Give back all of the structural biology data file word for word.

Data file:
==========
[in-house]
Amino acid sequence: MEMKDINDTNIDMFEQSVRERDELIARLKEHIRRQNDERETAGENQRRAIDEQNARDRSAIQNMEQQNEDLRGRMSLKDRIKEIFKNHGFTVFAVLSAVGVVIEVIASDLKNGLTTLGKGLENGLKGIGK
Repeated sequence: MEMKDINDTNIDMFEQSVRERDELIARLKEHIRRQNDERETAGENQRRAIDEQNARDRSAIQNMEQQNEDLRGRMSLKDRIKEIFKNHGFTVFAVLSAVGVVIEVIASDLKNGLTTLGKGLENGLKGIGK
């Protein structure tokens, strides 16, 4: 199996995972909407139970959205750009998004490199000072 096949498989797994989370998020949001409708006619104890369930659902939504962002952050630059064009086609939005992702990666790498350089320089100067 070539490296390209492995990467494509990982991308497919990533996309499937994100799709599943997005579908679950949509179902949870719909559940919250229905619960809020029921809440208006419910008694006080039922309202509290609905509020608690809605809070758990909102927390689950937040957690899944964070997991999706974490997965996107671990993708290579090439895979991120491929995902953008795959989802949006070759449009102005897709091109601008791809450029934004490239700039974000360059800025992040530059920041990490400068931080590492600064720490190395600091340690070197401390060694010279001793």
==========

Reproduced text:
[in-house]
Amino acid sequence: MEMKDINDTNIDMFEQSVRERDELIARLKEHIRRQNDERETAGENQRRAIDEQNARDRSAIQNMEQQNEDLRGRMSLKDRIKEIFKNHGFTVFAVLSAVGVVIEVIASDLKNGLTTLGKGLENGLKGIGK
Repeated sequence: MEMKDINDTNIDMFEQSVRERDELIARLKEHIRRQNDERETAGENQRRAIDEQNARDRSAIQNMEQQNEDLRGRMSLKDRIKEIFKNHGFTVFAVLSAVGVVIEVIASDLKNGLTTLGKGLENGLKGIGK
């Protein structure tokens, strides 16, 4: 199996995972909407139970959205750009998004490199000072 096949498989797994989370998020949001409708006619104890369930659902939504962002952050630059064009086609939005992702990666790498350089320089100067 070539490296390209492995990467494509990982991308497919990533996309499937994100799709599943997005579908679950949509179902949870719909559940919250229905619960809020029921809440208006419910008694006080039922309202509290609905509020608690809605809070758990909102927390689950937040957690899944964070997991999706974490997965996107671990993708290579090439895979991120491929995902953008795959989802949006070759449009102005897709091109601008791809450029934004490239700039974000360059800025992040530059920041990490400068931080590492600064720490190395600091340690070197401390060694010279001793």